Banksia repens

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Creeping Banksia
Banksia repens.jpg
Scientific classification
Kingdom: Plantae
(unranked): Angiosperms
(unranked): Eudicots
Order: Proteales
Family: Proteaceae
Genus: Banksia
Subgenus: Banksia subg. Banksia
Section: Banksia sect. Banksia
Series: Banksia ser. Prostratae
Species: B. repens
Binomial name
Banksia repens
Labill.

Banksia repens, the Creeping Banksia, is a species of shrub in the plant genus Banksia. It occurs on the south coast of Western Australia from D'Entrecasteaux National Park in the west to Mount Ragged in the east.

Seeds do not require any treatment, and take 29 to 56 days to germinate.[1]

Description[edit]

Banksia repens is a prostrate shrub with horizontal stems covered in a fine velvety fur which spread underground. The large leathery upright leaves arise vertically on petioles 5–15 cm (2–6 in) high. They are 18 to 40 cm (7–16 in) in length and 18 cm (7 in) wide. They are intricately lobed with smaller lobes. Appearing from October to November, the cylindrical inflorescences arise well beyond the leaves and are variable shades of orange, tan and pinkish shades in overall colour and range from 6 to 10 cm (2.4–4 in) high. As the flower spikes age, they fade to a greyish colour, the old flowers persisting.[2]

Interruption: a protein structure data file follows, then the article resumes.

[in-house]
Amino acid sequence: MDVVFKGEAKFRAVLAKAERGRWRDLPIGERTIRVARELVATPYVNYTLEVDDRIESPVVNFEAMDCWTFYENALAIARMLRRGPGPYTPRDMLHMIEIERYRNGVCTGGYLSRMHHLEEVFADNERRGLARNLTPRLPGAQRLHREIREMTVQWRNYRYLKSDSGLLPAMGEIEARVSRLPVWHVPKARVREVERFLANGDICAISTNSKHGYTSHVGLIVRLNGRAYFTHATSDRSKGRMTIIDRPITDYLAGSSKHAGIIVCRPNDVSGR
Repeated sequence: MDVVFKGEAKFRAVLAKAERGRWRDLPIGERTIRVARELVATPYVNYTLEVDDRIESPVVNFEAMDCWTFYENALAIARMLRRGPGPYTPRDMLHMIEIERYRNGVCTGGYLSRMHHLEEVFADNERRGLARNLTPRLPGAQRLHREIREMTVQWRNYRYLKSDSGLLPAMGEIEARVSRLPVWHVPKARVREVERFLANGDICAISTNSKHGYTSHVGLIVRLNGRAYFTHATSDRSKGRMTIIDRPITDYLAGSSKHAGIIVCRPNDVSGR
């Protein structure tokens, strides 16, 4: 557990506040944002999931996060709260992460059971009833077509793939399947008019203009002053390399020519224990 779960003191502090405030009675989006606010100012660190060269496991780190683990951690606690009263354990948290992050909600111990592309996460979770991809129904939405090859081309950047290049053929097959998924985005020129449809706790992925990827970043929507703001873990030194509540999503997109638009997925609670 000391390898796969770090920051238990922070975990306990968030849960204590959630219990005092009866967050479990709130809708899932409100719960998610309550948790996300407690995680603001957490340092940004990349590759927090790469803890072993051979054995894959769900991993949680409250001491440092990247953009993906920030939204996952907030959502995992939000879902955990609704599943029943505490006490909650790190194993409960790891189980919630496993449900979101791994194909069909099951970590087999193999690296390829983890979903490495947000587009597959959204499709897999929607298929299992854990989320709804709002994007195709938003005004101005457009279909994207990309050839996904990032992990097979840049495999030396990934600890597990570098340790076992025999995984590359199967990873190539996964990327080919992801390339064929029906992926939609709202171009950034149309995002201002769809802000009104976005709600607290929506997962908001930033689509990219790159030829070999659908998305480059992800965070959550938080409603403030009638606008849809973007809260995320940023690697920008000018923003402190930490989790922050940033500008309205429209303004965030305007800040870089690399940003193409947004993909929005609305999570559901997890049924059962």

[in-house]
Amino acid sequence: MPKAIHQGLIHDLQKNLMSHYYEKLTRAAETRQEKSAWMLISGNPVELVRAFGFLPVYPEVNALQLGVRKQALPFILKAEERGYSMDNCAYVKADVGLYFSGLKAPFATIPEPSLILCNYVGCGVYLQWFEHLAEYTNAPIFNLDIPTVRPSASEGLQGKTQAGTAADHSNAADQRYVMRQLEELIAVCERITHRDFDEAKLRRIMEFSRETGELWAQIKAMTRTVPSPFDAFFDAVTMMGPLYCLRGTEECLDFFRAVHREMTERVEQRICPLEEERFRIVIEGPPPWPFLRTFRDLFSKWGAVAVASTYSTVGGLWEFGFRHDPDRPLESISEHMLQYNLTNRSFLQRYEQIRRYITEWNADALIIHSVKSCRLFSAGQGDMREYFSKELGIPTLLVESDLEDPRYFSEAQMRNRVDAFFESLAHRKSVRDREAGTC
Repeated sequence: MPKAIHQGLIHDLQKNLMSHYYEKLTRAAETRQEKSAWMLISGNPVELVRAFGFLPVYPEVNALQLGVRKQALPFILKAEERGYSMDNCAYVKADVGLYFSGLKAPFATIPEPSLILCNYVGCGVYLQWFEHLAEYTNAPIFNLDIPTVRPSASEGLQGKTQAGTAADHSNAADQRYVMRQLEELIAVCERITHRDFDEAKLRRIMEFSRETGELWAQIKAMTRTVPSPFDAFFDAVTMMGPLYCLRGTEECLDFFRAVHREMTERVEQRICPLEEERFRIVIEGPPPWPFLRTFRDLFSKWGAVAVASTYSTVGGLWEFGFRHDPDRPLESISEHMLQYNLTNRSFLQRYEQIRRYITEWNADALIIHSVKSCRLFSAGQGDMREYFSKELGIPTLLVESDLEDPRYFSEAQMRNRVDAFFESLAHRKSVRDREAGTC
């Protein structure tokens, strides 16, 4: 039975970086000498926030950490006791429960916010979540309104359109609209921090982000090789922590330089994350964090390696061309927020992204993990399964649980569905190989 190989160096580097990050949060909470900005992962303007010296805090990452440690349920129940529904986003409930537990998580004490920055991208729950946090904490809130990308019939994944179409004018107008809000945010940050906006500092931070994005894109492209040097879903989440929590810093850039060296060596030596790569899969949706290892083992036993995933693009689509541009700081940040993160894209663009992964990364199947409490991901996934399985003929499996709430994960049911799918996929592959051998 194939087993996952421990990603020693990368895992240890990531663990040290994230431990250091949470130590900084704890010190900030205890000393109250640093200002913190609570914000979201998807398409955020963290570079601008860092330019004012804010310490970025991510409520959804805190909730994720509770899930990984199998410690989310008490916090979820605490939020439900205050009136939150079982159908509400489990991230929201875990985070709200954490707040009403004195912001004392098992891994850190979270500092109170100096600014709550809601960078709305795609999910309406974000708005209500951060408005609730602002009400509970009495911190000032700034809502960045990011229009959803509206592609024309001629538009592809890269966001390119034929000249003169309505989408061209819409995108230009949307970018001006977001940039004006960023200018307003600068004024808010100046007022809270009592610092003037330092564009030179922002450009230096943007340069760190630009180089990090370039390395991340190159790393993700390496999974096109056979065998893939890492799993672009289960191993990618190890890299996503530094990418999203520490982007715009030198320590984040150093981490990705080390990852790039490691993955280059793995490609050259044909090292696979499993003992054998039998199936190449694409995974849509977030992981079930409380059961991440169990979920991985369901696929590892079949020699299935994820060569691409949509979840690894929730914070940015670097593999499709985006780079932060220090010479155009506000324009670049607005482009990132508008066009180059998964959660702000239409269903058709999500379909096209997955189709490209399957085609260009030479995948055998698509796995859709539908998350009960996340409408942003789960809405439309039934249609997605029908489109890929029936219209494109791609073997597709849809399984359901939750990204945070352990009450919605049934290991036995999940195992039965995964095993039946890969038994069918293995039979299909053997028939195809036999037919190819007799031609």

It is lignotuberous, and resprouts after fire.

Distribution and habitat[edit]

It occurs in sandy soils from Cranbrook to Israelite Bay, on the Western Australian south coast.[2]

Taxonomy[edit]

Specimens of B. repens were first collected by Jacques Labillardière from the vicinity of present day Esperance, Western Australia on 16 December 1792. Labillardière was botanist to an expedition under Bruni d'Entrecasteaux, which anchored in Esperance Bay on 9 December. On 14 December, the zoologist Claude Riche went ashore, and failed to return. A search the following day proved unsuccessful. Several senior members of the expedition were convinced that Riche must have perished of thirst or at the hands of the Australian Aborigines, and counselled d'Entrecasteaux to sail without him. However Labillardière convinced d'Entrecasteaux to search for another day, and was rewarded not only with the recovery of Riche, but also with the collection of several highly significant botanical specimens, including the first specimens of Anigozanthos (Kangaroo Paw), Nuytsia floribunda (West Australian Christmas Tree), Banksia nivea (Honeypot Dryandra) and B. repens.[3]

Labillardière published a formal description of B. repens in his 1800 Relation du Voyage à la Recherche de la Pérouse; this was accompanied by an illustration by Pierre-Joseph Redouté.[4]